A flat gray, slightly rusted chain link fence along a vacant gravel lot at the corner of Morris and Washington streets on Bloomington's West Side has been spruced up a bit. While no one has power washed it or painted it, the fence is attracting more than the leaves caught at its base, with winter wardrobe items hanging from the links.
The Giving Fence is the brainchild of Tahnee Lee Lathrop, who owns Retrofit Culture, 1014 W. Washington St., next door to the fence and vacant lot.
"We have our business and live in such an interesting area that is so economically diverse that there are people who have a lot and people who have a little. We live kind of right in those crossroads," said Lathrop. "There are lots of great charities out there that are doing lots of great things but we just thought this was a way to reach more people."
The concept is simple.The instructions are on the banner identifying the fence as the Giving Fence are straightforward: give what you can, take what you need. The fence is now decorated with dozens of bags. Some of the clear bags cover coats. Other small clear bags clothespinned to the fence contain gloves, hats, or scarves.
The idea came about after Lathrop and her husband sorted through their excess winter gear and decided to give it away. Her first thought was to use the fence and considered calling it the "Free Fence." Her husband talked her out of the first name, fearful someone might salvage the fence itself.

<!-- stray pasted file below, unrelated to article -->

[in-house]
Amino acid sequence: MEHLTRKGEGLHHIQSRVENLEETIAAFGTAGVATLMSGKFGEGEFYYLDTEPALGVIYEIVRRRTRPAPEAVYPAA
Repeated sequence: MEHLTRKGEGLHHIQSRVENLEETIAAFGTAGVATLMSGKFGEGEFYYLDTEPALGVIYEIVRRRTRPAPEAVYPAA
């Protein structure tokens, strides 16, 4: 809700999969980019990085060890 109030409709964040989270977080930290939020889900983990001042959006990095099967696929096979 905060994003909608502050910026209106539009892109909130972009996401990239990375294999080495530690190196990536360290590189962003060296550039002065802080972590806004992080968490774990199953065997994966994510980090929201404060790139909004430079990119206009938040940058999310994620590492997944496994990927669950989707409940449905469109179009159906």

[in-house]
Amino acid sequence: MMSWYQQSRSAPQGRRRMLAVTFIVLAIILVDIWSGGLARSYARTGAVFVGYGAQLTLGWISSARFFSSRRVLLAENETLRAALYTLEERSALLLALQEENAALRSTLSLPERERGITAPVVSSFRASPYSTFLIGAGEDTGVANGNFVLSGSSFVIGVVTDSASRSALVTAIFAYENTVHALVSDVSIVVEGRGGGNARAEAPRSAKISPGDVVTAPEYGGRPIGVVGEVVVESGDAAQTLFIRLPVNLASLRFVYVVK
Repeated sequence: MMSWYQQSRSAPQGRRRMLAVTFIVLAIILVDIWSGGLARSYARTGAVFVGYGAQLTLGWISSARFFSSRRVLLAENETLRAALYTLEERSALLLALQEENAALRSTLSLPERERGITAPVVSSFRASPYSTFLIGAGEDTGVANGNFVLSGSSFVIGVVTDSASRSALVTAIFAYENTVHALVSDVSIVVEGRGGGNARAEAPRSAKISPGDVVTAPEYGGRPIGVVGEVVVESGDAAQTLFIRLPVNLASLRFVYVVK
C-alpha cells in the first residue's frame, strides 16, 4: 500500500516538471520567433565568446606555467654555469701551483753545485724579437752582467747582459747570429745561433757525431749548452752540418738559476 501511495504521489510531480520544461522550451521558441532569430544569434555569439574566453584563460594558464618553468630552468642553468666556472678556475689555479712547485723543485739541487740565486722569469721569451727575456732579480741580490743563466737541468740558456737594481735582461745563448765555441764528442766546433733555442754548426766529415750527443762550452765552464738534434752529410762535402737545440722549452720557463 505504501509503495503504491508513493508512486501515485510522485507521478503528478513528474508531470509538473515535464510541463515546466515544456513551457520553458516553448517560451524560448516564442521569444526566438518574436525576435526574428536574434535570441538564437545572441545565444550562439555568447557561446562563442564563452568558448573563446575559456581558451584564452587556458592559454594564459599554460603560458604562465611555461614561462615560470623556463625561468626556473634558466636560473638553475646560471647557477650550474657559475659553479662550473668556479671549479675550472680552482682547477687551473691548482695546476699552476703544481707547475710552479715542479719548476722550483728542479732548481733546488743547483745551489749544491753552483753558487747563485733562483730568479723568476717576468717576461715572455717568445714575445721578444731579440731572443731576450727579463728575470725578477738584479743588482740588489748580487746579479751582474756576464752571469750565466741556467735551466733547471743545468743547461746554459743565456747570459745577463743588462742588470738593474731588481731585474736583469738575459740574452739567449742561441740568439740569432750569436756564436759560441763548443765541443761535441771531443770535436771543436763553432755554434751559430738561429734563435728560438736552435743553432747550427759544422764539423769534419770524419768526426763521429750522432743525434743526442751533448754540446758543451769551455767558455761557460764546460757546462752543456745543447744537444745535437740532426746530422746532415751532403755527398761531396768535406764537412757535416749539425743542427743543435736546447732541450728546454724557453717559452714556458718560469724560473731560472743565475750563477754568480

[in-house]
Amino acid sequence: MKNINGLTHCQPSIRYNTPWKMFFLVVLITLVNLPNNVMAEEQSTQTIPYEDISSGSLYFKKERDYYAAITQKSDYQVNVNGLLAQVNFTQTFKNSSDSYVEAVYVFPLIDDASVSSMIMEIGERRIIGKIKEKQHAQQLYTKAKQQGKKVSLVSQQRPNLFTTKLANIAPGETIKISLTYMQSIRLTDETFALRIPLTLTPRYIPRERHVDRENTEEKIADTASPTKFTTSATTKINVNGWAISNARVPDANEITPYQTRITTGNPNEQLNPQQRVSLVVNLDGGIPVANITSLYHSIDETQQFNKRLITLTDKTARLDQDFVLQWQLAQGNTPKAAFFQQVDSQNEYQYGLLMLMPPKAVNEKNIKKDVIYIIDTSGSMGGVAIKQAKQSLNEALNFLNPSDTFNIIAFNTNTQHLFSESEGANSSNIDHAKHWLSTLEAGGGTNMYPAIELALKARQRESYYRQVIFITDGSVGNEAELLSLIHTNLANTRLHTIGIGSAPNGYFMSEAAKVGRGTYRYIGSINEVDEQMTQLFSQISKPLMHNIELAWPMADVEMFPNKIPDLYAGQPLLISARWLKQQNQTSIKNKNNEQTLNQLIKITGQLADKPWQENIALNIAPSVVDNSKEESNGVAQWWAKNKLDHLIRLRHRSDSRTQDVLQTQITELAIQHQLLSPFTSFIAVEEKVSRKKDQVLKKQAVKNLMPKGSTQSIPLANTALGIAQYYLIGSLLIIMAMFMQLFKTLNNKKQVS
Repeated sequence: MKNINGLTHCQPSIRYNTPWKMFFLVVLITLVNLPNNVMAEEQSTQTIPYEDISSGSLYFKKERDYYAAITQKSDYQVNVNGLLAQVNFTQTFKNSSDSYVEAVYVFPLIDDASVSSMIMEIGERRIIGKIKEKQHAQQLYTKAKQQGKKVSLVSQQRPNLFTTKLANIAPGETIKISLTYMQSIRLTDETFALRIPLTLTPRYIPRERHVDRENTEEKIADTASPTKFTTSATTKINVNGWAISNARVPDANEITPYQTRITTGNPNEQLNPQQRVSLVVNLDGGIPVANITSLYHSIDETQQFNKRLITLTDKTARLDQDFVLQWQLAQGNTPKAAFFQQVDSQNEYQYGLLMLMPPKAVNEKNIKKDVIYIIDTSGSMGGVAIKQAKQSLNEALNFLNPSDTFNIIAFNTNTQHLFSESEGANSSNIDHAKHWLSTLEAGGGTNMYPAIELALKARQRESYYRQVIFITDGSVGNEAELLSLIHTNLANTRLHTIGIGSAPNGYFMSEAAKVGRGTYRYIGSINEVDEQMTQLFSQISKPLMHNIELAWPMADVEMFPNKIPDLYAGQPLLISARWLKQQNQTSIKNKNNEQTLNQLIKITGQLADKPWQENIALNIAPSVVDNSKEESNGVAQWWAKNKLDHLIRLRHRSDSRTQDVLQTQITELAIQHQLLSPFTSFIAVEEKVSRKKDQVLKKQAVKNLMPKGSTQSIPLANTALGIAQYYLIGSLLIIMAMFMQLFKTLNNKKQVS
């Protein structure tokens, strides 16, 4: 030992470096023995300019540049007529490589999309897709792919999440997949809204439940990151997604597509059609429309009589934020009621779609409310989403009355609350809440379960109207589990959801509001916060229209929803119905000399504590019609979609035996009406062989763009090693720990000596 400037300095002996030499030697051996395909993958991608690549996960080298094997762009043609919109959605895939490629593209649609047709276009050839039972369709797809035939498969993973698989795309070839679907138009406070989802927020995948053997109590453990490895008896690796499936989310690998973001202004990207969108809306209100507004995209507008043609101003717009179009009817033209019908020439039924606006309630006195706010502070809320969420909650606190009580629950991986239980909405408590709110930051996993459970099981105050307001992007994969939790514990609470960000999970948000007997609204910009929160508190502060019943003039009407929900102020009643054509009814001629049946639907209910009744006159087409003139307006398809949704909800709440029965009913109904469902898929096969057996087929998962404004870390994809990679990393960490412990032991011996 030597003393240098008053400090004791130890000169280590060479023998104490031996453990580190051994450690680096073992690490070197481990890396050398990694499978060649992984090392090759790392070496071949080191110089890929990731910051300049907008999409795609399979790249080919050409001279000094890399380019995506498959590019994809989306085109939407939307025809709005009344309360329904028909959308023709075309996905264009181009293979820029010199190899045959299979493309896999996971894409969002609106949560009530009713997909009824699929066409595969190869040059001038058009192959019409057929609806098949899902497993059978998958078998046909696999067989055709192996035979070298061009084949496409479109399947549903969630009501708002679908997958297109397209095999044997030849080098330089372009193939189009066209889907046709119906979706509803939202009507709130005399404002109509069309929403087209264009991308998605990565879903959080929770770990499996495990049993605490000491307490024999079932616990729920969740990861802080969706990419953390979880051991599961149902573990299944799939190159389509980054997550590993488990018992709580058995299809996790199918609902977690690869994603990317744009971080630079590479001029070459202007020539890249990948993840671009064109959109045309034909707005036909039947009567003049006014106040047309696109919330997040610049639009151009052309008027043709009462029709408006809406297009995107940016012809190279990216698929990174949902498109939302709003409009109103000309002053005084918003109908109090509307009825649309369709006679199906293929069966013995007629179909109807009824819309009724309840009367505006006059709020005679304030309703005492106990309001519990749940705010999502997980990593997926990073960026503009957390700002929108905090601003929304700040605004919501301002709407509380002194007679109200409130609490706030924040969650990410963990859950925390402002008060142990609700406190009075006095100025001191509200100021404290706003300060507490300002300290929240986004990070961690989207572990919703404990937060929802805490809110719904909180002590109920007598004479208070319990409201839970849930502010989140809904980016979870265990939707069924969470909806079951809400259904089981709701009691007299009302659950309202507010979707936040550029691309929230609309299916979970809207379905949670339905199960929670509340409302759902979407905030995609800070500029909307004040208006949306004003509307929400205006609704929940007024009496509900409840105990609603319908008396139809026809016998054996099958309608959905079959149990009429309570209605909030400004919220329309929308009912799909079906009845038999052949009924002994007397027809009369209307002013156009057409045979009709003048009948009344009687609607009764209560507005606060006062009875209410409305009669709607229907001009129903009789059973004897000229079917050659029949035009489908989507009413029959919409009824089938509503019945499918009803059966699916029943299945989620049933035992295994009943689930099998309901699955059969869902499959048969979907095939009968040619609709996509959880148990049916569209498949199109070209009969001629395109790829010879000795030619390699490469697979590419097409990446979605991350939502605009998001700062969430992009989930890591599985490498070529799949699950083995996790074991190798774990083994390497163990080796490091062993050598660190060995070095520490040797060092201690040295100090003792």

Lathrop said she doesn't monitor the fence too closely to give those picking up or dropping off items some privacy, but she said recently a whole family came to the fence and mom, dad, and the kids left with the winter gear they needed.
"So far it has worked out really, really well. Every time I think 'oh my gosh there's barely anything out there,' someone will come and they have 5 coats and fifteen other items and then it 's replenished." said Lathrop. "So so far that has worked out for us just kind of by chance."
People wanting to donate items can get bags inside Retrofit Culture to protect the items from the weather. If the items are already packaged, people can hang items on the fence, without stopping inside her business she describes as carrying "vintage and handmade home decor, gifts, and clothes."
Lathrop said the fence will be seasonal. This summer, she said she plans to provide produce, grown in planters near the fence for anyone who wants the fresh food. She's planning to bring the fence back in this coming fall.
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